Book Review: Daughters of Rome by Kate Quinn

Daughters of Rome Kate Quinn- Daughters of Rome

 Format- Paperback

 Source- Self-purchase

Publication date- April 2011

 Synopsis: A.D. 69. The Roman Empire is up for the taking. The Year of Four Emperors will change everything-especially the lives of two sisters with a very personal stake in the outcome. Elegant and ambitious, Cornelia embodies the essence of the perfect Roman wife. She lives to one day see her loyal husband as Emperor. Her sister Marcella is more aloof, content to witness history rather than make it. But when a bloody coup turns their world upside-down, both women must maneuver carefully just to stay alive. As Cornelia tries to pick up the pieces of her shattered dreams, Marcella discovers a hidden talent for influencing the most powerful men in Rome. In the end, though, there can only be one Emperor…and one Empress.

 Review: An astrologist reads into the future of each of the four Cornelii girls; sisters Marcella and Cornelia and their cousins Diana and Lollia. He envisions one of the young women to become the empress of Rome and to have blood on her hands, he also foresaw 11 marriages in total.

Set in Rome A.D 69, approximately 20 years prior to Kate Quinn’s first novel, Mistress of Rome, it delves into the year that four emperors ruled. Each of the sisters are well developed and I could relate to each of them in different ways.

Lollia is a flighty young woman on the surface, but rather intelligent underneath despite being married three times by the age of 19. Her grandfather marries her off to make alliances with various men associated with the current emperor, but as each emperor falls a new alliance must form. At times I felt sorry for her as she views herself as being ‘leased’ for marriage and acknowledges that the men marry her for her substantial dowry. Lollia has a sense of protectiveness for her family and accepts each marriage rather graciously for the sake of her family. It doesn’t stop her from frolicking with the slaves and making the most of her situation. Lollia has a mixed heritage of both slave and royalty and I found it interesting that she seemed to straddle these two worlds, but find most comfort in the lower class and even fell in love with a slave. Lollia grows as a character and loses her arrogance as she matures with the chaos of the city.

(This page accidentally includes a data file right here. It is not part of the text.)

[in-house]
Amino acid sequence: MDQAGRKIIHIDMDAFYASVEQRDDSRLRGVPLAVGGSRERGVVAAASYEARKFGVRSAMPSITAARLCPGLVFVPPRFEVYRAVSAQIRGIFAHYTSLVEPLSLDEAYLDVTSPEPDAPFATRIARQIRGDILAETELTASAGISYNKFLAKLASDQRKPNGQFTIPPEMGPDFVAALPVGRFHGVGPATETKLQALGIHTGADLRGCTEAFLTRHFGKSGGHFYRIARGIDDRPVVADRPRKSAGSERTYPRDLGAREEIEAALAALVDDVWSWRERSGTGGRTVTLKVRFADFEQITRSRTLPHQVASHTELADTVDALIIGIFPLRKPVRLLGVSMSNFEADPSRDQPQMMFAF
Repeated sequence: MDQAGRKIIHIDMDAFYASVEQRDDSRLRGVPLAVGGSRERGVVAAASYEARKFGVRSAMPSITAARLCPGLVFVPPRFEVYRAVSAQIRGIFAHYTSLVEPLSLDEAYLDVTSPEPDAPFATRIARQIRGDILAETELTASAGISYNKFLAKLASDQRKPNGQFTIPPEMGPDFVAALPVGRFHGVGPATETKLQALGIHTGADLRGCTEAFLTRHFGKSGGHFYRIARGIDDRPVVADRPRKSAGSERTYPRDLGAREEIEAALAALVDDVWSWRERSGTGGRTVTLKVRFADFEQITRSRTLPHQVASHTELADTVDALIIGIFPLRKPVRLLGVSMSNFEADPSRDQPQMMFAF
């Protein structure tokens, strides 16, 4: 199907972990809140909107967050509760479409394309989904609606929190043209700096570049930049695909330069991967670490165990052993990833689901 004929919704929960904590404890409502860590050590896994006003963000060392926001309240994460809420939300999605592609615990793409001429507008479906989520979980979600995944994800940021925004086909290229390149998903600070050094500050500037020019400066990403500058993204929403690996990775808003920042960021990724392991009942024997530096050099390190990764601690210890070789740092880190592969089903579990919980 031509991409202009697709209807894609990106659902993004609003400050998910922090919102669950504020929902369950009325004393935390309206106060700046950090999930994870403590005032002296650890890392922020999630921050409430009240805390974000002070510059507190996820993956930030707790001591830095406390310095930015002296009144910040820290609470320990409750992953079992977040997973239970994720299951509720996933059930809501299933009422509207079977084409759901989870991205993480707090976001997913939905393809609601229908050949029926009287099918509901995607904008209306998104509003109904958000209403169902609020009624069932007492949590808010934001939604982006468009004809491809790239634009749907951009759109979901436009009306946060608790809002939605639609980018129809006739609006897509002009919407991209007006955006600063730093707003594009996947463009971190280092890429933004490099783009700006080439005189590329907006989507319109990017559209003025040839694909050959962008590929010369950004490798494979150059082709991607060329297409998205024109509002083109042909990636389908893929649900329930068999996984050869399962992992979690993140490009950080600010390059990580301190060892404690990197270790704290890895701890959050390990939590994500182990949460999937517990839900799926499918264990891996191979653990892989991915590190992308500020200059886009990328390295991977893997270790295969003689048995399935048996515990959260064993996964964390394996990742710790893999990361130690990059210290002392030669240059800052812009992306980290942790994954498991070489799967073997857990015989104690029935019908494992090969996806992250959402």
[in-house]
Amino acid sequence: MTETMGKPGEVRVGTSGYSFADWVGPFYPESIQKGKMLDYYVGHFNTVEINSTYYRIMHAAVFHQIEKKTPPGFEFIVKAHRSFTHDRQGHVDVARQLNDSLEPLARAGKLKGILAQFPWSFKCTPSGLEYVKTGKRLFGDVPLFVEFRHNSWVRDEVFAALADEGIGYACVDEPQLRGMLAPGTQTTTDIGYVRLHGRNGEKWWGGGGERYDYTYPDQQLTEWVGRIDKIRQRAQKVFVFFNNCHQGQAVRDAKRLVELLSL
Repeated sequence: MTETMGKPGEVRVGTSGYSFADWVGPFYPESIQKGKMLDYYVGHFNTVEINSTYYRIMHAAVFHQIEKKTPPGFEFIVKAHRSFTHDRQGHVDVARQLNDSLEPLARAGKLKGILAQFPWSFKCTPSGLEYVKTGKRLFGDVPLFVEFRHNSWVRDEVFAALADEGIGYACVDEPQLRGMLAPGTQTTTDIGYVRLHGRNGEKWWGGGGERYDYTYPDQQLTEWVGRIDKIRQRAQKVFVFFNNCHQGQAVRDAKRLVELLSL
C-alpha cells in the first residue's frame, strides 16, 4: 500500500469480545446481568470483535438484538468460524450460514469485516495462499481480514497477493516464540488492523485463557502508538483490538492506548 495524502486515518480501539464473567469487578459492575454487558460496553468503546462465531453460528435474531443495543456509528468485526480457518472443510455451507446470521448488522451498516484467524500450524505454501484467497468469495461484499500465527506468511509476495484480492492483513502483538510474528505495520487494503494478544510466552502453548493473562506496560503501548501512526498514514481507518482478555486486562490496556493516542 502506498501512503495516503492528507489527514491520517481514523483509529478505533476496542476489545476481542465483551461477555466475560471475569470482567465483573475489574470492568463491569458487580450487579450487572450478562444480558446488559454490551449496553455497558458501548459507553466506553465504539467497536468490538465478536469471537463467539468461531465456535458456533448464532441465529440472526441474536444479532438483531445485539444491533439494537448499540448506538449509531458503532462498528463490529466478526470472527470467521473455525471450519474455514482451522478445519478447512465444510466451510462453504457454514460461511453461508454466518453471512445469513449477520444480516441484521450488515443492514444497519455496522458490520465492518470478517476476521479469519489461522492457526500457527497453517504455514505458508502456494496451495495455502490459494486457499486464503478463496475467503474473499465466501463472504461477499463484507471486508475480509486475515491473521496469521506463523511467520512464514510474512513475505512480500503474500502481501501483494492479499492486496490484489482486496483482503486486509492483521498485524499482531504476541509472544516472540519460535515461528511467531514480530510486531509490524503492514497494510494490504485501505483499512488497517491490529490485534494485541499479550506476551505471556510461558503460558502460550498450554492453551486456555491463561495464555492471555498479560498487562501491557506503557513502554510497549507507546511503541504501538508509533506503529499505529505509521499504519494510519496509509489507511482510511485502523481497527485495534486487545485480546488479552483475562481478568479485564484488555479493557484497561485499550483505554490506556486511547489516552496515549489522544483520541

Diana is a character that is always sitting on the outskirts, she is a young woman who captures the interest of many suitors because of her beauty, but ironically she is not interested in marriage, her only interest is horses and horse racing. A strong young woman with a brash mouth and seems to get away with her eccentrics as she sparks the interest of one of the emperors.

Cornelia is one of those lucky young women who happened to fall madly in love with the man her father arranged for her to marry. She is destined to become the empress of Rome, but when her husband is brutally murdered her life falls apart. I sympathised with Cornelia’s mourning and grief and felt saddened by her isolation during this time as her family and social network were keen to have her married again. Cornelia grows as a character and her priority becomes love and happiness rather than success and status. She falls in love with an outcasted soldier and I became quite invested in the success of this secret relationship and hoped that Cornelia would dismiss the demands of her class and follow her heart.

Marcella is the younger, reserved sister who is always writing and happily lives in a world of words and stories while her husband travels. She dreams of running her own household but her husband has other things in mind. Initially, Marcella is happy to write about history and observe history in the making but as her desire for power and control surge she becomes less passive in the role of history and more active in the upheaval in Rome. Marcella becomes the catalyst for the rise and fall of four emperors in a twelve month period and it turns out that the power she seeks isn’t exactly what she hoped it would be.

It’s not all happy endings for each of the women, but as the prequel, Daughters of Rome certainly sets the scene for Mistress of Rome. Another wonderfully written historical story with suspense, complex characters and an intriguing setting- ancient Rome.

I’m looking forward to reading the third book in the series to be released this month, Empress of Rome (Empress of the Seven Hills)

Read my review for Mistress of Rome.

4/5 rating

Purchase book @

Fishpond/ Amazon/ Book Depository UK

More titles by Kate Quinn:

Mistress Of Rome


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